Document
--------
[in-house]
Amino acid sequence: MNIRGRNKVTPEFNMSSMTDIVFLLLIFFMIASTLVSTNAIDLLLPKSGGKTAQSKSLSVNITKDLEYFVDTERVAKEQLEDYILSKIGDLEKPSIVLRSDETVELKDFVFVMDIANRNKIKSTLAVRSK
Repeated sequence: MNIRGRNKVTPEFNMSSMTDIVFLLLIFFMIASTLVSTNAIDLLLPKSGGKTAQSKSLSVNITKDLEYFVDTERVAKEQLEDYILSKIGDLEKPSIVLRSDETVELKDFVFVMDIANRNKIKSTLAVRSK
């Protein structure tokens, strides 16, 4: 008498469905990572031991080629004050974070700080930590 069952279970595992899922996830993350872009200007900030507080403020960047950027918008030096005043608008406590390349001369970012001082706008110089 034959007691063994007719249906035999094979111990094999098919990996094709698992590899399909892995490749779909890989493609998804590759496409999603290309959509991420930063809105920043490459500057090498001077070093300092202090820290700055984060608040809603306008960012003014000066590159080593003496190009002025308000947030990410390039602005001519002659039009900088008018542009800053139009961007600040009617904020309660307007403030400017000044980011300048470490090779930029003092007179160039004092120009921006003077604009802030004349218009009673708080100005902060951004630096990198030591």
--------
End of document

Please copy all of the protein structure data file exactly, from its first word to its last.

[in-house]
Amino acid sequence: MNIRGRNKVTPEFNMSSMTDIVFLLLIFFMIASTLVSTNAIDLLLPKSGGKTAQSKSLSVNITKDLEYFVDTERVAKEQLEDYILSKIGDLEKPSIVLRSDETVELKDFVFVMDIANRNKIKSTLAVRSK
Repeated sequence: MNIRGRNKVTPEFNMSSMTDIVFLLLIFFMIASTLVSTNAIDLLLPKSGGKTAQSKSLSVNITKDLEYFVDTERVAKEQLEDYILSKIGDLEKPSIVLRSDETVELKDFVFVMDIANRNKIKSTLAVRSK
């Protein structure tokens, strides 16, 4: 008498469905990572031991080629004050974070700080930590 069952279970595992899922996830993350872009200007900030507080403020960047950027918008030096005043608008406590390349001369970012001082706008110089 034959007691063994007719249906035999094979111990094999098919990996094709698992590899399909892995490749779909890989493609998804590759496409999603290309959509991420930063809105920043490459500057090498001077070093300092202090820290700055984060608040809603306008960012003014000066590159080593003496190009002025308000947030990410390039602005001519002659039009900088008018542009800053139009961007600040009617904020309660307007403030400017000044980011300048470490090779930029003092007179160039004092120009921006003077604009802030004349218009009673708080100005902060951004630096990198030591």